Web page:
5 Quick Facts about Artificial Intelligence that Nonprofits Shouldn't Ignore

November 18, 2019  |  Richard Gabrintina

First off—what exactly is AI? 

Simply defined, AI is any program that simulates human intelligence. AI is divided into two categories: strong AI (also known as artificial general intelligence or AGI) and weak AI (also known as narrow AI). Today’s common forms of AI — such as smart assistant technology, autonomous driving, and automated data processing — fall under the latter.

Artificial Intelligence








Why is it significant?

Although it's been a common subject of science fiction and corporate buzz for the past decade, AI is no longer a hypothetical solution to our problems; it's here and it’s not going away. It doesn't look quite like you may have seen it depicted in 2013’s Her or look like any of the dystopian episodes of Black Mirror (thankfully), but it is still slowly revolutionizing the way we work. AI technology is making work more efficient and life a bit easier for humans. The corporate sector isn’t the only area that can reap the benefits of AI; nonprofits stand to benefit greatly as well. What are the potential benefits of AI? 

Here are some of the ways AI is changing the game.

In 2017, PwC surveyed consumers, experts, and business execs to discover their predictions about how AI will impact their worlds. These are a few of their findings:

  1. Synthesizing large amounts of data to help solve complex problems. When surveyed, roughly ⅔ of consumers believe that AI will help solve difficult problems such as climate change, economic growth, global health, and information security. 

  2. Allowing human time to be spent more meaningfully, in both work and play. Using AI to automate simple tasks (such as paperwork, scheduling, accounting, and email management) means that a human's workday can be spent focused on the strategic and creative work that they enjoy, as well as creating more free time outside of work. 70% of executives believe that AI has the potential to enable their employees to concentrate on meaningful work, as well as indulge in more leisure activities.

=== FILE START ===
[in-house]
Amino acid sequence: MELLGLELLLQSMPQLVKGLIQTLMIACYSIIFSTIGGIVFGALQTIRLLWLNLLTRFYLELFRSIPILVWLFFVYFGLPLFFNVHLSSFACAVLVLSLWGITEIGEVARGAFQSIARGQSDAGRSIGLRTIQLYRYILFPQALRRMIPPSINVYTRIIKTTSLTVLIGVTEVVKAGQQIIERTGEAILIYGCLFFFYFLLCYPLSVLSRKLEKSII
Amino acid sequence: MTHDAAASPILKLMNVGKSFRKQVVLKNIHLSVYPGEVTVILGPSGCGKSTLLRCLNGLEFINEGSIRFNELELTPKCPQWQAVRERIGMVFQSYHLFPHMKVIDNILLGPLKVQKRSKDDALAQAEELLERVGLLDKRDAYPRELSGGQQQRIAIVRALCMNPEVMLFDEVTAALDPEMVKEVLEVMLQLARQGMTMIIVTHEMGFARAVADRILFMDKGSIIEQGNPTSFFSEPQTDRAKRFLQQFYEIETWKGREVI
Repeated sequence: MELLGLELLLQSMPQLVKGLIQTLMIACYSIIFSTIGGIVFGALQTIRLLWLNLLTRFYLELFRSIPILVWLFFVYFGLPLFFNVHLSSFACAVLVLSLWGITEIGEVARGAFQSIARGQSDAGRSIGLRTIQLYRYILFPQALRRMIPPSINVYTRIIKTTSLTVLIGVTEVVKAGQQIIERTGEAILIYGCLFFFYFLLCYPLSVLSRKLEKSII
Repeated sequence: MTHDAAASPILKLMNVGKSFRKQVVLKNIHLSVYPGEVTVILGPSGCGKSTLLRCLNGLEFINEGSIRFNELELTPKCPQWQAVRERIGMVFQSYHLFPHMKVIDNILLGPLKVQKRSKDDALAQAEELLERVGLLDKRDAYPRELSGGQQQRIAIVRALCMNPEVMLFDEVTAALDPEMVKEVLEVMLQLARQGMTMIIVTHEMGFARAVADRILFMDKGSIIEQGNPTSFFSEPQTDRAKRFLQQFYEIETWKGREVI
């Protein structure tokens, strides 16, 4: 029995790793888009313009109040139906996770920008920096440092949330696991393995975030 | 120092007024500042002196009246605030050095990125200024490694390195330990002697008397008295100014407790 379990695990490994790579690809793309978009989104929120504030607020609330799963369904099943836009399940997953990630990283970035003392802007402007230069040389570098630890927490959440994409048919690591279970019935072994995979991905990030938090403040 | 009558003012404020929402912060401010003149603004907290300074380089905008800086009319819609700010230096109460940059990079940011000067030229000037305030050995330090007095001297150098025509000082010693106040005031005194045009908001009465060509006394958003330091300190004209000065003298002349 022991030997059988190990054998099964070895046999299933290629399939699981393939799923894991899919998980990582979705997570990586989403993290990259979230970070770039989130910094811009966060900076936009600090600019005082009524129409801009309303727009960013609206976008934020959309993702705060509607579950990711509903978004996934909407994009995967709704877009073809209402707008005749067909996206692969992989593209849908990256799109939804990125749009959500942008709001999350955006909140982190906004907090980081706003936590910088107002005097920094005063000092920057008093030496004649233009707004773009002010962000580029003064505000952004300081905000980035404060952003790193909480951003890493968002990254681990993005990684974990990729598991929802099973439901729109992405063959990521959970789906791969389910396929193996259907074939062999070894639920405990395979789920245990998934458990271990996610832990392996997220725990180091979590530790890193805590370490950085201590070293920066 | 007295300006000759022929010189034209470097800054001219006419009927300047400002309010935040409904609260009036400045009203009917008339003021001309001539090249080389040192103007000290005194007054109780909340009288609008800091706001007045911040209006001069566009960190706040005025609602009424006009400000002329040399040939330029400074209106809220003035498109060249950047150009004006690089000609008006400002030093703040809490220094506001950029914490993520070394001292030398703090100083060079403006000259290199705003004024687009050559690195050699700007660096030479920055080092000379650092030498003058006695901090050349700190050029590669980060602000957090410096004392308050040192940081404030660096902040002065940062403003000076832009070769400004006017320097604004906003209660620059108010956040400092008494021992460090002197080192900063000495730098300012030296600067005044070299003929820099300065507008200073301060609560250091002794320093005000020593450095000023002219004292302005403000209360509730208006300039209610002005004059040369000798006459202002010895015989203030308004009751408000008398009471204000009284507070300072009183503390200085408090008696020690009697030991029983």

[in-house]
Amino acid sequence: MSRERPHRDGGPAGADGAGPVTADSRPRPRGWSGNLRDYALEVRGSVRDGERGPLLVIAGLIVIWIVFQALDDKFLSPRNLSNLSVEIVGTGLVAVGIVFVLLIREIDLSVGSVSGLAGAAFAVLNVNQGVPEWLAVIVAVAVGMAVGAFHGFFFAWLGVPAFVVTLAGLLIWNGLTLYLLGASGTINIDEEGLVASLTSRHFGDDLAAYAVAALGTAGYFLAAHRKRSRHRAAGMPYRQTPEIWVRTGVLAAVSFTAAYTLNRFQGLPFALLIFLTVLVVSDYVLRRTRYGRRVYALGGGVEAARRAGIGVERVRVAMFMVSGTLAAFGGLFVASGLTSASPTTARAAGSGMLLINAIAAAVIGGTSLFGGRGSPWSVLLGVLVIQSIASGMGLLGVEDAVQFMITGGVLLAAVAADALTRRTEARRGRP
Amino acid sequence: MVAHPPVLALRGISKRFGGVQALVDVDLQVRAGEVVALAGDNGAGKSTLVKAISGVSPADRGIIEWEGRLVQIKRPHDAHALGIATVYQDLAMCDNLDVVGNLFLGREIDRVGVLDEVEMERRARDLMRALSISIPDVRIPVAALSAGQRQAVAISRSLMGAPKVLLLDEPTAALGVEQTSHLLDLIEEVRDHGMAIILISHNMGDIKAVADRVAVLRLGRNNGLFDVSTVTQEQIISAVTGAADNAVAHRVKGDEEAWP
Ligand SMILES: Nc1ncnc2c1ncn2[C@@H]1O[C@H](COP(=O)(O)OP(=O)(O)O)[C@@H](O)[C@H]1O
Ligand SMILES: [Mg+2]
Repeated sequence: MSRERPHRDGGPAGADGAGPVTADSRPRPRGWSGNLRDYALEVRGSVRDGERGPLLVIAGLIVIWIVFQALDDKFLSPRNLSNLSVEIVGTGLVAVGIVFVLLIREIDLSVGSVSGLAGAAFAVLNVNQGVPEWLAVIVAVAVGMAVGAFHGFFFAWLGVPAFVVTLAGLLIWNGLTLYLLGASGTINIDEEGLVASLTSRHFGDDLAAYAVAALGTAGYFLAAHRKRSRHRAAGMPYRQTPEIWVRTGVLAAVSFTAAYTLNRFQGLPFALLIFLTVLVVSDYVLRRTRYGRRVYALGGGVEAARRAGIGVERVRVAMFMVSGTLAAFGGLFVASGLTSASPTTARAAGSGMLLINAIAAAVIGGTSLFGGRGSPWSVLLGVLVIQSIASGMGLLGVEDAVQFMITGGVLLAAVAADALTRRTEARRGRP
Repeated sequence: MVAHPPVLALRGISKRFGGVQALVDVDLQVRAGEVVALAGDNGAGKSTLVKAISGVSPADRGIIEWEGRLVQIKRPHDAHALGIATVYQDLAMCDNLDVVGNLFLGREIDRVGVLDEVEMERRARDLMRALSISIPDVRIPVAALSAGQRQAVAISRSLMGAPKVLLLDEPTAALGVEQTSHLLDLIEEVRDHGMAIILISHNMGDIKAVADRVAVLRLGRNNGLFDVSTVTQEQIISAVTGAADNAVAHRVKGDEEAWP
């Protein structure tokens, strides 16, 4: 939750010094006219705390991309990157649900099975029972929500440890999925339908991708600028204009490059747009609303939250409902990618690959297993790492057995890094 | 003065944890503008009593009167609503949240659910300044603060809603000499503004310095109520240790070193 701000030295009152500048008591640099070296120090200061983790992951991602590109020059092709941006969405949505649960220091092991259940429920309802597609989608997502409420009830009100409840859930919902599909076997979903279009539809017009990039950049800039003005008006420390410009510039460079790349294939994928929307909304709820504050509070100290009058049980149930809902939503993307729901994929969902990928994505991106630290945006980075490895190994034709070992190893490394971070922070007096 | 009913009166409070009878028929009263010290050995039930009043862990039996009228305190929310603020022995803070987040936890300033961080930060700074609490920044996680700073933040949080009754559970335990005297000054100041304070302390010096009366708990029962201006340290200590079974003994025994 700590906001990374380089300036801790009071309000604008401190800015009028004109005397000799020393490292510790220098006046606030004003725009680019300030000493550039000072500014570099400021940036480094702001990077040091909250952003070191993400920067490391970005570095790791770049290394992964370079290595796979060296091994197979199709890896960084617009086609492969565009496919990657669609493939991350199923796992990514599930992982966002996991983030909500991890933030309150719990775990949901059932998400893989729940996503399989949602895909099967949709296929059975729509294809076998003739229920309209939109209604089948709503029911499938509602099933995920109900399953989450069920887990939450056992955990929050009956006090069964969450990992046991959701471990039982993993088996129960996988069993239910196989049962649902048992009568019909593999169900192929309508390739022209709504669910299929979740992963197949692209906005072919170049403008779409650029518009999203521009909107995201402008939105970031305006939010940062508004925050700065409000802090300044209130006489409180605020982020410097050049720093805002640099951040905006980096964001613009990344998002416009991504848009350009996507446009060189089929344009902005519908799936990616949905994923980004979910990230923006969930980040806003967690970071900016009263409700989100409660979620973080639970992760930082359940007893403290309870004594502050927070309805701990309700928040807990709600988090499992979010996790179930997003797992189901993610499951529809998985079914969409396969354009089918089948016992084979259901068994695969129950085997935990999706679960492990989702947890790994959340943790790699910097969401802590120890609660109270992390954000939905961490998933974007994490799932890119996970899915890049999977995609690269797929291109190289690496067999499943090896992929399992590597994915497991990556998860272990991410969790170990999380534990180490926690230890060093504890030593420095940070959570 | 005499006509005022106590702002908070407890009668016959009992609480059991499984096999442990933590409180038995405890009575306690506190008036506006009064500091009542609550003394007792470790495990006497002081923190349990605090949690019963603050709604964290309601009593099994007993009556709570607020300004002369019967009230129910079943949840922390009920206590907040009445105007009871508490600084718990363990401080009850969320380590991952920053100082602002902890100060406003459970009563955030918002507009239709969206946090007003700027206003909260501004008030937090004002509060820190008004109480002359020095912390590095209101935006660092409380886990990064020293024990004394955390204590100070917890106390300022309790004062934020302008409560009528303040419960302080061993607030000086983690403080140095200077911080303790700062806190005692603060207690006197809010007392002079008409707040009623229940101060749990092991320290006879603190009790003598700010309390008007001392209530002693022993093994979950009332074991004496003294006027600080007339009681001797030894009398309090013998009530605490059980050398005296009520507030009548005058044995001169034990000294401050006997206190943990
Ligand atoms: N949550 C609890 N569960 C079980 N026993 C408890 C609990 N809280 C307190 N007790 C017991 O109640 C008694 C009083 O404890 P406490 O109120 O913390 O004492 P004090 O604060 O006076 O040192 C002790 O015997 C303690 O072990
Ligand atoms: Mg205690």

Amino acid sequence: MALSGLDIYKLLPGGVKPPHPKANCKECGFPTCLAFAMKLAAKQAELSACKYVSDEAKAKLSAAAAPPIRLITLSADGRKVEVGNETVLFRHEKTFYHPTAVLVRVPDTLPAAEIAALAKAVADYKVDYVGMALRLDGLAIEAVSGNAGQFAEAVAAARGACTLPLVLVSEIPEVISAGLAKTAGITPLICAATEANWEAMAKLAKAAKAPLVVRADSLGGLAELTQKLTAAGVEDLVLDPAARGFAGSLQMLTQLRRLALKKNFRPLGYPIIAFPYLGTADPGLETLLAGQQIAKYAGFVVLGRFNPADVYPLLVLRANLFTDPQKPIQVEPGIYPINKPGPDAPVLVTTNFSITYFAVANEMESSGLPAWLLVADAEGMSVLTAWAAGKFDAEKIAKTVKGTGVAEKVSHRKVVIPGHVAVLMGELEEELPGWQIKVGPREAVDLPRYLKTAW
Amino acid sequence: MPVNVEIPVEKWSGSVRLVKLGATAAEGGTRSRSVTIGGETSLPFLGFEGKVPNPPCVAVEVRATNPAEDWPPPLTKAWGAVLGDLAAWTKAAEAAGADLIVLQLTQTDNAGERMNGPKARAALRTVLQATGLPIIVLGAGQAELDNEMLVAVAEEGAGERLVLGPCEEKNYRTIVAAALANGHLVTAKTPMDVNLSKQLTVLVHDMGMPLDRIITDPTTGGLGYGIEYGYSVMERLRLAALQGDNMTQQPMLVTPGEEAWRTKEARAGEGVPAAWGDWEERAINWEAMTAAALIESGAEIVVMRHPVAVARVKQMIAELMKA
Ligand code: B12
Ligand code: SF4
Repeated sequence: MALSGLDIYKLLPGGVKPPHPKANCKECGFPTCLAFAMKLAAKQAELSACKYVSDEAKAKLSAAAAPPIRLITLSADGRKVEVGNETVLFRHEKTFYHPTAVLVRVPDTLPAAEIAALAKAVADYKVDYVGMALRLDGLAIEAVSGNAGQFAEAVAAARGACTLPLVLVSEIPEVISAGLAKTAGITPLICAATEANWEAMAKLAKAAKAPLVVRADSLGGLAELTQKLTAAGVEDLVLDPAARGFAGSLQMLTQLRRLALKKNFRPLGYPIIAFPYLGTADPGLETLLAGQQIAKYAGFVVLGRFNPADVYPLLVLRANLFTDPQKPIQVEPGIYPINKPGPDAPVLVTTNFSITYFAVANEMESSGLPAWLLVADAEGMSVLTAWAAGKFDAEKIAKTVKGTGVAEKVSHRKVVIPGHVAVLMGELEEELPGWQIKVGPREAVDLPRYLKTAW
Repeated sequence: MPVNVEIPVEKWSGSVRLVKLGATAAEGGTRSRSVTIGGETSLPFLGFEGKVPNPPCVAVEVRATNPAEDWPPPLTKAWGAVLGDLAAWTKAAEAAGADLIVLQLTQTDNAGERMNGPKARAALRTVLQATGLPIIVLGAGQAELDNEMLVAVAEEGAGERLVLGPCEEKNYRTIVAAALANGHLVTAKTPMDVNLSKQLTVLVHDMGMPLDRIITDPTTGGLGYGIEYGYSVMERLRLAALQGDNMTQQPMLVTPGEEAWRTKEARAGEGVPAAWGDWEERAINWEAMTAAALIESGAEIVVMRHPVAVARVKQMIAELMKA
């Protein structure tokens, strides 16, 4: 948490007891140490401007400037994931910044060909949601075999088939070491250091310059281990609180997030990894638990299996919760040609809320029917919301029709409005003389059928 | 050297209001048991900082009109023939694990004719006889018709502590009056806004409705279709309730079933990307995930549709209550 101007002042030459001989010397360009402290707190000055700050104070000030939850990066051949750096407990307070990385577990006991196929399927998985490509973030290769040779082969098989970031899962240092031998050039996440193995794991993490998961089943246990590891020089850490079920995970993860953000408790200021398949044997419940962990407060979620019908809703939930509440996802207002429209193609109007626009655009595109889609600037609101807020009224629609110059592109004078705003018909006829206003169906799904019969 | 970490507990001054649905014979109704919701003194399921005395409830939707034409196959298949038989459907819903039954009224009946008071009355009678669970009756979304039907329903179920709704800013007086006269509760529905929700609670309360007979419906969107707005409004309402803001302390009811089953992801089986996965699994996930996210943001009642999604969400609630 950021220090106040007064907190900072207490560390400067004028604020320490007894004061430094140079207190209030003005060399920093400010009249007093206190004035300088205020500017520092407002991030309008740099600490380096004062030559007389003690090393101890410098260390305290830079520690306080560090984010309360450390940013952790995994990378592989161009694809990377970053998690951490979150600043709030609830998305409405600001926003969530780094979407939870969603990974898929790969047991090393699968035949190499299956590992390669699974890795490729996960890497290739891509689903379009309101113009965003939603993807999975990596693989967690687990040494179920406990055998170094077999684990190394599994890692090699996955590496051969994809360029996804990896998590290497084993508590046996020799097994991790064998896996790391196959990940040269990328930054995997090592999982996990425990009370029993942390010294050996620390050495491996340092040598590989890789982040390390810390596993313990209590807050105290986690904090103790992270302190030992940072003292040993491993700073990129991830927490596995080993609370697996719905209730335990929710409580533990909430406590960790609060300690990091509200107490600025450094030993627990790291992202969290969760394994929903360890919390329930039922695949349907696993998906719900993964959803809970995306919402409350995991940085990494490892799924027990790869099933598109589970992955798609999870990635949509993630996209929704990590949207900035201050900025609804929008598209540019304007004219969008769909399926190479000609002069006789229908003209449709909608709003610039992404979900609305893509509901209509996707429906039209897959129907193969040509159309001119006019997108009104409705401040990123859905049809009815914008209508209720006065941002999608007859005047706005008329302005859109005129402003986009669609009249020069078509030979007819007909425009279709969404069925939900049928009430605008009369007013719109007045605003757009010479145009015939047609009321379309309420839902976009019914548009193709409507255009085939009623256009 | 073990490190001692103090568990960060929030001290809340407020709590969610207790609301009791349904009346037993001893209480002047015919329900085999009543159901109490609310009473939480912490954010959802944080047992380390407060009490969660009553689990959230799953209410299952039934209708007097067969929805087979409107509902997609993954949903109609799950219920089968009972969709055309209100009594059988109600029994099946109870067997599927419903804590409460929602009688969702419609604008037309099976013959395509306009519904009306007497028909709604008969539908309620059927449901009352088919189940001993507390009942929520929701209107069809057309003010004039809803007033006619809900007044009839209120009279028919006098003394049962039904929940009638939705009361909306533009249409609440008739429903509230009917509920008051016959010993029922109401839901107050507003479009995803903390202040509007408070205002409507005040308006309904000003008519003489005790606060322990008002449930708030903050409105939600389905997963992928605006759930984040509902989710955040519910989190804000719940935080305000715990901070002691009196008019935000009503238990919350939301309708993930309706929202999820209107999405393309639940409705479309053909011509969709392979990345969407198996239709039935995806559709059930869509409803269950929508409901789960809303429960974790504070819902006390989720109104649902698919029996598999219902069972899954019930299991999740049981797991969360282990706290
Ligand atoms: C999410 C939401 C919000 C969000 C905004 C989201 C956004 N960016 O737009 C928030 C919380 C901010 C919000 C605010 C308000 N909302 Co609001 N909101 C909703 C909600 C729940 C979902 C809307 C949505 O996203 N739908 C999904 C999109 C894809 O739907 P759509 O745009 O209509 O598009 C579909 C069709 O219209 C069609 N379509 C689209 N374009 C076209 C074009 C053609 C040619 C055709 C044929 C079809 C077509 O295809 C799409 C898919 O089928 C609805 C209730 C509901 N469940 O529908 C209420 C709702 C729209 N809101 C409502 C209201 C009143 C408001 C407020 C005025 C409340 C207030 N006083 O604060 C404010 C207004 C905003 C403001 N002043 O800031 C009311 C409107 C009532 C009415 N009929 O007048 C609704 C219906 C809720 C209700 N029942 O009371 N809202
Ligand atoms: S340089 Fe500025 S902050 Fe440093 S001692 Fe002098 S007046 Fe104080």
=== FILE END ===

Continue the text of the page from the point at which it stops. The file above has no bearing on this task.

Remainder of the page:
3. Equalizing access to resources. More than half of consumers believe AI will provide educational help to disadvantaged schoolchildren. Over 40% also believe AI will expand access to financial, medical, legal, and transportation services to those with lower incomes.

  4. Increasing the personalization of customer assistance and information. When it comes to customer service, the line between humans and bots has already been blurred. In fact, 27% of consumers surveyed weren’t sure if their last customer service interaction was with a human or a chatbot. Additionally, 60% agreed that AI can reduce the time it takes to get answers while still being highly tailored to their preferences, and 38% agreed that AI can offer a “superior one-to-one personalized experience."

  5. Building better management. Many business execs see the potential for AI managers to improve life for employees. The majority believe employees wouldn’t mind working with an AI manager if it meant more flexibility and freedom to work from home (71%) and if it meant a more balanced workload (64%).

While there are still many valid concerns about the advance of AI and what it will mean for humans' work and personal lives, current forms of AI that allow for increased personalization and automation are already bringing these benefits to nonprofits. Looking for more information on how to understand and optimize AI technology for your organization? Check out our downloadable Nonprofit Guide to AI!